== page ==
By Steven Petite
A film splicer is a device that connects physical lengths of film into one. Obviously, the lengths that are normally connected are ones that will form a cohesive unit when matched. Maybe the film canister ran out, and two reels need to be reformed, or maybe an addition to a project was found later. But a film splicer could also connect two entirely different moving stories. As long as the types match, the strips can be linked into one.
This process isn’t all that different from art. Works of art aren’t created in a vacuum, and as Harold Bloom once said, “Influence is simply a transference of personality, a mode of giving away what is most precious to one’s self, and its exercise produces a sense, and, it may be, a reality of loss. Every disciple takes away something from his master.”
And so it’s rather fitting that as I began to play through Destiny: Rise of Iron, I stumbled upon a point of interest that brought me to the practice of film splicing.
The last relayed message before landing my ship in The Plaguelands: “The Fallen are a symptom. SIVA is the disease.”
I trekked into a dilapidated building, and Shiro-4 said, “Guardian, there’s a dead vandal near you. Can you give me a scan?”
Ghost proceeded to scan the corpse and said, “He’s Fallen, basically, but armor is enhanced, weapons have been modified, cybernetic enhancements.”
“Most Fallen Houses have a sect dedicated to this sort of thing. They’re called Splicers. They’re like body hackers, bioengineers,” Shiro-4 replied.
“It is worse than I feared. The Splicers are not only using SIVA to transform this place, they are using its technology to transform themselves.”
When I wandered away into the heart of the Fallen nest, I couldn’t help but think about the name chosen for these new types of enemies: Splicers:
Splicers are the main enemies in BioShock and BioShock 2. They are violent, deranged individuals, sometimes with mechanically enhanced limbs. Born from the excessive consumption of ADAM, the substance which replicates and changes potent stem cells in the body, Splicers are the symptom just like the Fallen.
Like ADAM, SIVA was originally considered a breakthrough, a way to reassemble and recalibrate humanity into a new age of prosperity. Unfortunately, like all things that are too good to be true, problems arose that quickly turned into catastrophes.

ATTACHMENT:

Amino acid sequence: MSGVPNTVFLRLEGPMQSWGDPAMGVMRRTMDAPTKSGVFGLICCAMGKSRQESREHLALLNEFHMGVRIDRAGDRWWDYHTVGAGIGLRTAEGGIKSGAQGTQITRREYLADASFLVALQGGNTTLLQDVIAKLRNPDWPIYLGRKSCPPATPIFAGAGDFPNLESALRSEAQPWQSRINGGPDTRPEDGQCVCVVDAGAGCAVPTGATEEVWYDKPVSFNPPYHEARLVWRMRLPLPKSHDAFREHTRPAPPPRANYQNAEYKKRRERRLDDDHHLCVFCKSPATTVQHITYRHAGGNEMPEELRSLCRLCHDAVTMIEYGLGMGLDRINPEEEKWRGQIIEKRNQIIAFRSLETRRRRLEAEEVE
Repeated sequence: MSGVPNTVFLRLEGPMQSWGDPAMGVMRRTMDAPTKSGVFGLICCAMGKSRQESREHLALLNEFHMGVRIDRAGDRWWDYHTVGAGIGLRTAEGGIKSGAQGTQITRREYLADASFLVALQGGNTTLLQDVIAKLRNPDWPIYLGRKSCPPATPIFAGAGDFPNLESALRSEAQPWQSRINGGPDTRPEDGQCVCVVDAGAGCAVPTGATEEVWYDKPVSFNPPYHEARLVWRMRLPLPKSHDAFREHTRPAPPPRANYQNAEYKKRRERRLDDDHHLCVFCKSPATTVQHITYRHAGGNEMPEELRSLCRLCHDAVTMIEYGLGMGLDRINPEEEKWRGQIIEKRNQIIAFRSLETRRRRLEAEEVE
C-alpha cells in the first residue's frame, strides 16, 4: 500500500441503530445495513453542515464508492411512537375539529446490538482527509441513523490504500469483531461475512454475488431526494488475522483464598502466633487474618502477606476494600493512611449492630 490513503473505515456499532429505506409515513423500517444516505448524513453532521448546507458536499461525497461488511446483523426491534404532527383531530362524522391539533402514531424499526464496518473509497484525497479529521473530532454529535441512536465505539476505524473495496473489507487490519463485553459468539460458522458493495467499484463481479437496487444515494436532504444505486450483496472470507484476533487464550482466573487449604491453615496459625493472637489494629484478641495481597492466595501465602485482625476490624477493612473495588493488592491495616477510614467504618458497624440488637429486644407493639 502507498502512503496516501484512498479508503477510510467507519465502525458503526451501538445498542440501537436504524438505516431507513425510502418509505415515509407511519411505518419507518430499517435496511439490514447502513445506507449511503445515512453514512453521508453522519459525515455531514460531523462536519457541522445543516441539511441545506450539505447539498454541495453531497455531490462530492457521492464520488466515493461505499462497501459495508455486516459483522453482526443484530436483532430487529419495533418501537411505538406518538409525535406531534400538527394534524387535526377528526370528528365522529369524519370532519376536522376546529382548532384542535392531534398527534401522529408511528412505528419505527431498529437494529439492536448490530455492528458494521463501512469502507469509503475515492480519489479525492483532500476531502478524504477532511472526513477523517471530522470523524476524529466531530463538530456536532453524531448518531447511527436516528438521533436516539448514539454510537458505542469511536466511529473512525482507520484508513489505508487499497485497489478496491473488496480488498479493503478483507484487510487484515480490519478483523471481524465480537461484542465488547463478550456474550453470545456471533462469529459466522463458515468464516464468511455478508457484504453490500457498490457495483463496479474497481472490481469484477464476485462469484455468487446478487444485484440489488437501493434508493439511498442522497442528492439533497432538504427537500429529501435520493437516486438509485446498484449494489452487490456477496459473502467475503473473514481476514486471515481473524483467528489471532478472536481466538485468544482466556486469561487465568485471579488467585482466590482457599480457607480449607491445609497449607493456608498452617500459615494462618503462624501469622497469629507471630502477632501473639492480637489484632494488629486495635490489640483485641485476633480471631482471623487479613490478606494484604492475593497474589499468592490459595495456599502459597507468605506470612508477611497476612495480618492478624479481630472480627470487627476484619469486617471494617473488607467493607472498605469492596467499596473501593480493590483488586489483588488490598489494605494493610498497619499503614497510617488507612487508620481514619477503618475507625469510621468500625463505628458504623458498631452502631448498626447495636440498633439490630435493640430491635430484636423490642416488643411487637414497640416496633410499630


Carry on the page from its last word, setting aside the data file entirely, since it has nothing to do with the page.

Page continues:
Now, with these glaring background similarities, why would Bungie choose to call these new enemies Splicers?
While the name is totally fair game, because a character name alone cannot be copyrighted, and is certainly not representative of sole intellectual property, the question I ask more so pertains to optics?
How many people are sitting down with Rise of Iron right now? Millions, probably. Out of those millions, how many will be transported to the depths of Rapture when Shiro-4 identifies the enhanced Vandal as having been manipulated by Splicers?
BioShock isn’t an obscure game by any stretch of the imagination, and the variants of Splicers aren’t forgettable video game enemies. It is regularly considered one of the greatest games of the last generation of console gaming, and has been a staple of discussion in gaming communities and publications since its release over nine years ago. And because of the release of BioShock: The Collection earlier this month, many who are playing the new Destiny expansion are probably also returning to Rapture or visiting the world for the first time.
I found it to be incredibly (and perhaps irrationally <Editor’s Note: Pun Alert!>) distracting to be forced to compare these two game worlds because of the shared name. Wouldn’t it have been better to use a name that wasn’t already embedded in the minds of millions? But I suppose they at least kept up with the tone of the Splicers that we all know in Rise of Iron.
Linguistically, it seems that the word splicer, unlike its synonyms (join, connect, braid, entwine, knit, mesh, marry), has been deemed by not only one, but two, big colossally successful video games, as an inherently bad combination of two parts coming together as one.
Whether or not Bungie was conscious in their choice of names, the resemblance between these two types of Splicers is somewhat uncanny.
I’m brought back to the idea of influence. Gamers will forever remember the Splicers roaming the tunnels and corridors of Rapture. BioShock is a part of the modern videogame canon (as Harold Goldberg wrote in his narrative history book). Aspects of canonized works have always been retold and rehashed. Art is a series of molding together original ideas with preexisting conventions and forms.
The concept of Splicers in Destiny: Rise of Iron will always bring me back to the world of BioShock. But that’s not necessarily a bad thing.
Steven Petite often writes The Moment column for the New York Videogame Critics Circle.